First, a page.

The SAMFund’s Alumni Leadership Council (ALC) is comprised of past grant recipients committed to paying it forward for other young adult survivors. They are actively engaged in The SAMFund’s fundraising and outreach efforts across the country. We are lucky to have them!
At the age of 30, Erin was diagnosed with Acute Lymphoblastic Leukemia. Within a nine month period, she underwent countless rounds of chemotherapy, full body radiation treatment and two bone marrow transplants. After completing her treatment she returned to work and received an MBA from Northeastern University. Ms. McCabe is licensed as a Certified General Commercial real estate appraiser and is currently the Massachusetts Deputy Director of Finance and Operations for the Executive Office of Health and Human Services. Erin is extremely grateful for her survival and volunteers as a patient advisor at the Beth Israel Deaconess Hospital in Boston where she was treated. She lives in Dorchester, Massachusetts with her fiancé Bill and they plan to wed in June 2015.
Kate is a 30-year old survivor of Hodgkin’s Lymphoma. After receiving a SAMFund grant in 2008, she began volunteering immediately and has grown into a leadership role within the organization. Among the things that her grant provided was a new computer, which she credits with helping her develop her professional skills and succeed in school. She graduated from Columbia College with a BFA and now works in graphic and web design. She lives outside of Chicago with her husband and twin girls. Of her involvement as an Alumni Leader, she writes, “I am living proof of the effect the grants have on young adults, so I want to continue to give back to help people who are in the shoes I once was in. My grant did so much for me and I am forever thankful. I will never forget the impact it had on me and I want to give that impact and help to others.”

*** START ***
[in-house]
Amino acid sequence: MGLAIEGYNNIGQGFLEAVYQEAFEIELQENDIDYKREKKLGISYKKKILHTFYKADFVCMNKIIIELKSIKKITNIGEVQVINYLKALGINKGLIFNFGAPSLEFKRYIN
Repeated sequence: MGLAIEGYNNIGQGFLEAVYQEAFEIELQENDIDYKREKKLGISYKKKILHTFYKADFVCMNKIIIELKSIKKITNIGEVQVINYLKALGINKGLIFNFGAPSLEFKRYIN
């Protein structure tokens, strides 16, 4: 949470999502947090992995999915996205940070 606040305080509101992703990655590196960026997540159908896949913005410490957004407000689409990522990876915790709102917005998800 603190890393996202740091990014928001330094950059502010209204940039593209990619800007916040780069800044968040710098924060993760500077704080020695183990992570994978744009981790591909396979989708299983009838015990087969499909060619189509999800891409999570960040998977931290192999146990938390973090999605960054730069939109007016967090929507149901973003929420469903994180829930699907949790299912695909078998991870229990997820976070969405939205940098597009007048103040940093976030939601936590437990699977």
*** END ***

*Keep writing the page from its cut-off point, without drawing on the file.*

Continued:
Kyle is a 31-year old survivor of Rhabdomyosarcoma. Receiving a SAMFund grant in 2010 to help with his rent enabled him to catch his breath, focus on his graduate studies and use his limited resources to get health insurance. After graduating with honors from Tufts University, he was able to pursue a career in urban planning. He writes, “As a young adult survivor we are often overlooked through treatment and after treatment. Everyone thinks that we are young and resilient, but that resilience often only goes so far. Getting healthy costs money, and it is more than any young adult can bear on their own. We can’t solve every problem for our young adult survivors, but we can give them hope, and provide them with small grants that can get them back on their feet.”
Valerie is a 33-year old survivor of Aplastic Anemia. She received a SAMFund grant in 2008 to help with her medical bills, which allowed her to reallocate her own resources and get herself out of medical debt entirely. She earned an MBA from UCLA Anderson in 2013 and now works in the field of Healthcare Operations. She says, “Young adult cancer survivors are a particularly vulnerable population, typically having no established savings and sometimes little headway in their careers. There is no other organization in the country dedicated to helping young adult survivors in this way. I chose to become part of the ALC because I realize that the need didn’t stop with me. The need is greater than ever.”